Ocean Pollution

ocean pollution - plastic pollution

Ocean Pollution: Plastic Pollution in the World’s Oceans

The United Nations Environment Programme – Or ‘UNEP’ as they are often known, is trying to urge people to eliminate microplastics from the world’s oceans, while also aiming to put an end to the excessive and wasteful use of single-use plastics such as bottles, plastic bags and much more. All of which can be extremely harmful to aquatic life, as well as the environment. Many people don’t know this, but around 80% of all litter within the world’s oceans is made up of plastic. Recent reports suggest that as much as 51 trillion microplastic (Yes, trillion) particles currently pollute our oceans – meaning there are around 400-500 times more microplastic particles in the oceans than there are stars in the Milky Way (Estimated at between 150-250 billion).

The oceans make up almost 70% of Earth’s surface, and despite this we’re still a LONG way from understanding our oceans, with 80% of all the world’s oceans, unmapped, unobserved and unexplored. Yet, as a species we’re already managing to destroy them.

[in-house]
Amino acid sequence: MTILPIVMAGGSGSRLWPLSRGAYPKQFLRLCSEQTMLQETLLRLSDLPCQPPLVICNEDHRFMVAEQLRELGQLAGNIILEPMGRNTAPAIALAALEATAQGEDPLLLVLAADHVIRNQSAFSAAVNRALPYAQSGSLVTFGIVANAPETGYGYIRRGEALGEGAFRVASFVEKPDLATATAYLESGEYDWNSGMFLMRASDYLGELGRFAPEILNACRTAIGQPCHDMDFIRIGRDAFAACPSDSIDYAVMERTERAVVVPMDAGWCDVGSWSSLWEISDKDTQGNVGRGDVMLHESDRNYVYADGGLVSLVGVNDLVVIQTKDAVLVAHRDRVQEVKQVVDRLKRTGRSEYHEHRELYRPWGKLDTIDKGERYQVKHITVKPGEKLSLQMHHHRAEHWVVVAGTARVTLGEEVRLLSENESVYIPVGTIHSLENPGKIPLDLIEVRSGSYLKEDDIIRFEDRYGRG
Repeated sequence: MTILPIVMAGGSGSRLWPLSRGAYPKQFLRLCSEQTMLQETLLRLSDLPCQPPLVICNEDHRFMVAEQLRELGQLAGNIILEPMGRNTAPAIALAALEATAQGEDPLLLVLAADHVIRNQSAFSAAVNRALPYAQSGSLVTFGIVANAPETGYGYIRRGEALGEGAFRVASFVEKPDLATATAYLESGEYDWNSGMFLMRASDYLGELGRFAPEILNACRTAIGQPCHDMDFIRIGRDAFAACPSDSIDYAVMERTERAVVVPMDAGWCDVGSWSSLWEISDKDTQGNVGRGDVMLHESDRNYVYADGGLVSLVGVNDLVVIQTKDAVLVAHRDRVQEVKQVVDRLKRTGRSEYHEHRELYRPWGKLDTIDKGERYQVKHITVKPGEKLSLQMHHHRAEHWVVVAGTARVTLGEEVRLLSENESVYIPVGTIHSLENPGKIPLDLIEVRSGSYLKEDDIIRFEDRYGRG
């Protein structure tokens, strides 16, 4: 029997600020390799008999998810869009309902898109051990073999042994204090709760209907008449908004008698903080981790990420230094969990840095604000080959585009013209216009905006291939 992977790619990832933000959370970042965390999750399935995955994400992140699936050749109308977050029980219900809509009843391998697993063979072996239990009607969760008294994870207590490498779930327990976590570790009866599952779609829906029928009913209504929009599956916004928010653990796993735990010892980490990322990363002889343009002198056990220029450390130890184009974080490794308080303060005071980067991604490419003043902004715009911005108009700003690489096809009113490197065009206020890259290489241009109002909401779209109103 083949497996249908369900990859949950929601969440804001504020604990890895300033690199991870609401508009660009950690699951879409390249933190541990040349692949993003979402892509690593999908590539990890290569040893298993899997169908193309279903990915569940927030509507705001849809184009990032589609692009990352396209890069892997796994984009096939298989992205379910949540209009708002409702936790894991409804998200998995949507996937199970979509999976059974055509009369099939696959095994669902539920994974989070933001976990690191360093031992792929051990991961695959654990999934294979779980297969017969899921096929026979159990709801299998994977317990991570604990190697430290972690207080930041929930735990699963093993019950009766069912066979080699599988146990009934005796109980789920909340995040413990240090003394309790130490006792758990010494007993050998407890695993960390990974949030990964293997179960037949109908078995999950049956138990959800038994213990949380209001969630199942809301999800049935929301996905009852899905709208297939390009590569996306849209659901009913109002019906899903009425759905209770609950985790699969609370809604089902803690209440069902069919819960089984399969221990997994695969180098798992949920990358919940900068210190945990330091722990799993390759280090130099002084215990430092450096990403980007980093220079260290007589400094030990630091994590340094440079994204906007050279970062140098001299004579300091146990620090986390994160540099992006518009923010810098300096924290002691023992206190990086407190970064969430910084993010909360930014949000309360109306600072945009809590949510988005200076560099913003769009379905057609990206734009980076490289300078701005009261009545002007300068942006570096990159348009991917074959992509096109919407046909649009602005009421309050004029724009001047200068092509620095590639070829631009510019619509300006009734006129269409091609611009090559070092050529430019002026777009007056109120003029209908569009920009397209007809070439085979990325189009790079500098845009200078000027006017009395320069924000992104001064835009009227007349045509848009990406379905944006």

Recently, a £20 million project has been launched, aiming to rid the ocean of plastic waste by using a 2,000ft long barrier (Nicknamed ‘Wilson’ or ‘System 001’) to herd the plastic and help remove it. The aim of this project currently is aimed at fighting The Great Pacific Garbage Patch. This is the largest accumulation of plastic within the world’s oceans and is roughly 3 times the size of France – Located between Hawaii and California. However, this project has recently hit a snag, with plastic actually exiting the system once it is collected, meaning the company have had to go back to the drawing board to create something new and eliminate this problem.

But why should we leave it to others to fix when many of us are just as (if not more) to blame than those currently working to clean it up. Well, we’re not suggesting you spend £20 million in order to try and make a difference (While that would of course help), but with some simple lifestyle changes you could make a bigger difference than you realise. Ditch plastic water bottles, in favour of BPA free, stainless steel drink bottles, such as these, stop using single-use plastic carrier bags, and just generally think about small ways you can make a difference by removing plastic from your life.

Check out this info graphic from Direct Packaging Solutions to see the extent of damage we’ve manage to cause to our oceans.

Guest Contribution, Ocean Pollution: Plastic Pollution in the World’s Oceans by Declan Darbyshire